Zhou Daguan (1270–?) was a Chinese diplomat of the Yuan dynasty who served under Temür Khan (Emperor Chengzong of Yuan).
He is famous for the way he wrote about Cambodian customs and the Angkor temple complex while he was there. He arrived at Angkor in August 1296 and stayed at the court of King Indravarman III until July 1297. He was neither the first nor the last Chinese representative to visit the Khmer Empire. His stay is important, though, because he eventually authored a thorough description of life in Angkor, “The Customs of Cambodia.”
His depiction is now one of the most important sources of information about historical Angkor and the Khmer Empire. Notable temples like the Bayon, Baphuon, and Angkor Wat are described in the book, along with important information about daily life and customs in Angkor.
Zhou was a native of Yongjia, which was commonly used during his time to refer to Wenzhou. In other works, he was also known as Zhou Jianguan and Zhou Dake. In his later life, he took the name “Thatched Courtyard Recluse.”
Zhou’s Record is very important to Cambodia because it is the only written record from the 13th century that has survived to the present day. It fills the gap in Cambodian history. Other documents from the time that were written on animal skin or palm leaves did not survive the tropical climate; mold and bacteria thrived in the hot and humid environment of Angkor. Other parts of Cambodian history have been deciphered from stone inscriptions in Sanskrit or ancient Khmer, and they mostly refer to the good deeds of Kings and prominent officials.
Zhou was granted entry to the Royal Palace as part of the diplomatic mission, but not to the inner palace. He described the palaces and temples, as well as the buildings in and around the city. He witnessed parades and ceremonies, as well as people’s everyday life, and he also traveled outside of the capital to the countryside. He spent much of his time in Cambodia in a house near the north gate of Angkor Thom (Yashodharapura).
According to Zhou, the city had five gates with several doorways, one in each compass direction except the east, which had two. A huge moat surrounded the city, which was crossed by bridges with sculptures of 54 individuals pulling a nine-headed naga. The city gate had five Buddha heads, four of which faced four directions while the center one was gold. “The city is square in shape, with city gates guarded and open during the day but closed at night. Dogs and criminals are not permitted to enter the city.”
According to Zhou, the Palace was located to the north of the golden bridge and golden tower, and it faced east. The palace’s main hall was coated with lead tiles, while the rest was covered with clay tiles.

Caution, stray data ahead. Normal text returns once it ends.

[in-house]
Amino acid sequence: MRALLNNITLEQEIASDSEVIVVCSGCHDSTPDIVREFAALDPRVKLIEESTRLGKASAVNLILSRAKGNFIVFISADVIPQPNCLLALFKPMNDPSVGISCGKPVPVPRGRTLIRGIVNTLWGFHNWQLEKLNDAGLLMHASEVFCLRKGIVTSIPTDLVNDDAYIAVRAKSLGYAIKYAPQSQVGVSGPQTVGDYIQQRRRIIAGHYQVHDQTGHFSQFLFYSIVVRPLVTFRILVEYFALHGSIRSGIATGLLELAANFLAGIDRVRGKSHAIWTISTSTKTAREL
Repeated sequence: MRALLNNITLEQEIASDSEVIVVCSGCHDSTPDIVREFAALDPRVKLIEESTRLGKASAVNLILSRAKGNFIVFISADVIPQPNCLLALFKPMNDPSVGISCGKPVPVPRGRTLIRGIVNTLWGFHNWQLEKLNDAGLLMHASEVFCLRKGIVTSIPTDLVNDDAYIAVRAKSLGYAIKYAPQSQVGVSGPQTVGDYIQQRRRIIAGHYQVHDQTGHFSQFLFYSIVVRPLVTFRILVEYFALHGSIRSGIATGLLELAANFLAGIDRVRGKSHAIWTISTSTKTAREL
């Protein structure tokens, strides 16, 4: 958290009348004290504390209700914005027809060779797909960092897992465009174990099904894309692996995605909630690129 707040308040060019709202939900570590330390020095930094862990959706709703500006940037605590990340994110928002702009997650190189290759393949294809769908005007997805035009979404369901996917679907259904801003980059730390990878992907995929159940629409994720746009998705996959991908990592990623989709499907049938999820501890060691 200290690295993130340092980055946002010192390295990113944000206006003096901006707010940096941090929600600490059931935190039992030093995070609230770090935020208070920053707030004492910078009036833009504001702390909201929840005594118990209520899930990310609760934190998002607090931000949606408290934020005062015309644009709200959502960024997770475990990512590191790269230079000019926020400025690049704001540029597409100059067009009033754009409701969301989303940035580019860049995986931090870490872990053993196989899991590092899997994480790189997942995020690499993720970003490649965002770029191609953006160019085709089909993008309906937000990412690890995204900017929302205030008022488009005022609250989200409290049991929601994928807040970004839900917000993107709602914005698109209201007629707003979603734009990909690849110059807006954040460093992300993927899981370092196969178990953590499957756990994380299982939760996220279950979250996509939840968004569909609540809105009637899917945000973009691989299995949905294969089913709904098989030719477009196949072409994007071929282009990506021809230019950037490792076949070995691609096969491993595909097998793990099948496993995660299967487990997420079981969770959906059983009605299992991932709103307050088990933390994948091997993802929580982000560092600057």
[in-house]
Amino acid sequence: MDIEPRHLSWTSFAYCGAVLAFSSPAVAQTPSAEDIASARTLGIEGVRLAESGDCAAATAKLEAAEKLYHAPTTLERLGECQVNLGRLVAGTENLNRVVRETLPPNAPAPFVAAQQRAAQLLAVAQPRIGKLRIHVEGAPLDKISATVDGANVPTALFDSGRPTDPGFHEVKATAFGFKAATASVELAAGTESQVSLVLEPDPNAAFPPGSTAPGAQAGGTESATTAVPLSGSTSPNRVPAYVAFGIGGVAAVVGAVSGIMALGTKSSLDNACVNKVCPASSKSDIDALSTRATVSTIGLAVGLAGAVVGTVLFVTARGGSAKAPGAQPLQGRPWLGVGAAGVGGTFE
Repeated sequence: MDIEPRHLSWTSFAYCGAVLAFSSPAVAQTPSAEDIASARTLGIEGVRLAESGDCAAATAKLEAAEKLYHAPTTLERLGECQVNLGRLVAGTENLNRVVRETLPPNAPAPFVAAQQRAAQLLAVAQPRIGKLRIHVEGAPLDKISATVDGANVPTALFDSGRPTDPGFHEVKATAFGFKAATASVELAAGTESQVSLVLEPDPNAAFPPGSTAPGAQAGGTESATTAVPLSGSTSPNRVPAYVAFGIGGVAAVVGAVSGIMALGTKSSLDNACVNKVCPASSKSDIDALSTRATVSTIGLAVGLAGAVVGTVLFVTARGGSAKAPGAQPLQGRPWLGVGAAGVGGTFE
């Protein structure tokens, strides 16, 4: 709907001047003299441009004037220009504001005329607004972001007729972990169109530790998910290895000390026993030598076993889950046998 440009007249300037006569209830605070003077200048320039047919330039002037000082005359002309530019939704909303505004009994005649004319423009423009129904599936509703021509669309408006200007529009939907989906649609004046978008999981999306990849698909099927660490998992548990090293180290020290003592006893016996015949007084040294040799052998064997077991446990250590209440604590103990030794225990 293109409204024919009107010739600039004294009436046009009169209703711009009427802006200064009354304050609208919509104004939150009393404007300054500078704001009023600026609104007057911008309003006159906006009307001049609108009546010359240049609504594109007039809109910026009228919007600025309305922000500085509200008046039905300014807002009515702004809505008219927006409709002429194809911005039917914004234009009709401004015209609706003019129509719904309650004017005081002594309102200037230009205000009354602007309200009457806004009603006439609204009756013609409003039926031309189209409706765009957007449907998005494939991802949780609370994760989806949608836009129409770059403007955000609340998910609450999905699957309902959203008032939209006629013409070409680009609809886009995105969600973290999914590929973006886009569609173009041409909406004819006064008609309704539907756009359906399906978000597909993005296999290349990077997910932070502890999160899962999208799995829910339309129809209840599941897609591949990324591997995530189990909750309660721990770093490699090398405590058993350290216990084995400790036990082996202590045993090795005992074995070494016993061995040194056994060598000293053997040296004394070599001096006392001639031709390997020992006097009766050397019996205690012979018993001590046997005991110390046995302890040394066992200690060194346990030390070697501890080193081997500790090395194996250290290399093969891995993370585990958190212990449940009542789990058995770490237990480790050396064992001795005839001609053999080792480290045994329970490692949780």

Zhou saw that rich, middle-class, and poor Khmer wore different clothes based on their social class. Men and women walked around barefoot and wrapped a piece of cloth around their waists.
Most women wore gold rings, bracelets, and hair ornaments. All of the work was done by women. The upper-class Khmer wore gold headpieces, jewelry, and long, elegantly designed clothes. There were no buildings in the marketplace. Instead, the women sold their products on large mats spread out on the ground.
A rent had to be paid to the officials for the space in the market. He saw that the Khmer people didn’t have any tables or chairs in their homes.
They cooked their food in clay pots that were also used to boil rice and make soup. Their ladles were made from the shells of coconuts, and soup was served in a small bowl made of woven leaves that had been made waterproof.
Zhou said that almost every month has different entertainment: 4th month: ball throwing, 5th month: welcoming/washing Buddha, 7th month: burning freshly ripened paddy, 8th month: music and dancing, pig and elephant battles, etc. The Bayon temple’s bas-relief sculptures depict daily life, including dancers, musicians, pig battles, traders, tea stores, soldiers, and war scenes.
He described Indravarman III leading a royal procession while holding a holy sword:
“When the king leaves, soldiers lead the escort, followed by flags, banners, and music. Three to five hundred palace women form a troupe, each holding a candle in their hand while wearing floral-patterned clothing and having flowers in their hair. The candles are burning even in broad daylight. The king’s personal guards are followed by more palace women with shields and lances, as well as carts pulled by goats and horses that are entirely made of gold.
Following that, ministers and princes mounted elephants, and one could see their numerous red umbrellas in front of them from a distance. The king’s wives and concubines then make an appearance in palanquins, chariots, on horses, and even mounted on elephants. They have more than a hundred gold-flecked parasols. The King finally makes his appearance while standing on an elephant and holding his sacred sword. The tusks of his elephant are decorated with gold.”
Source: History Radio, Wikipedia and Angkor database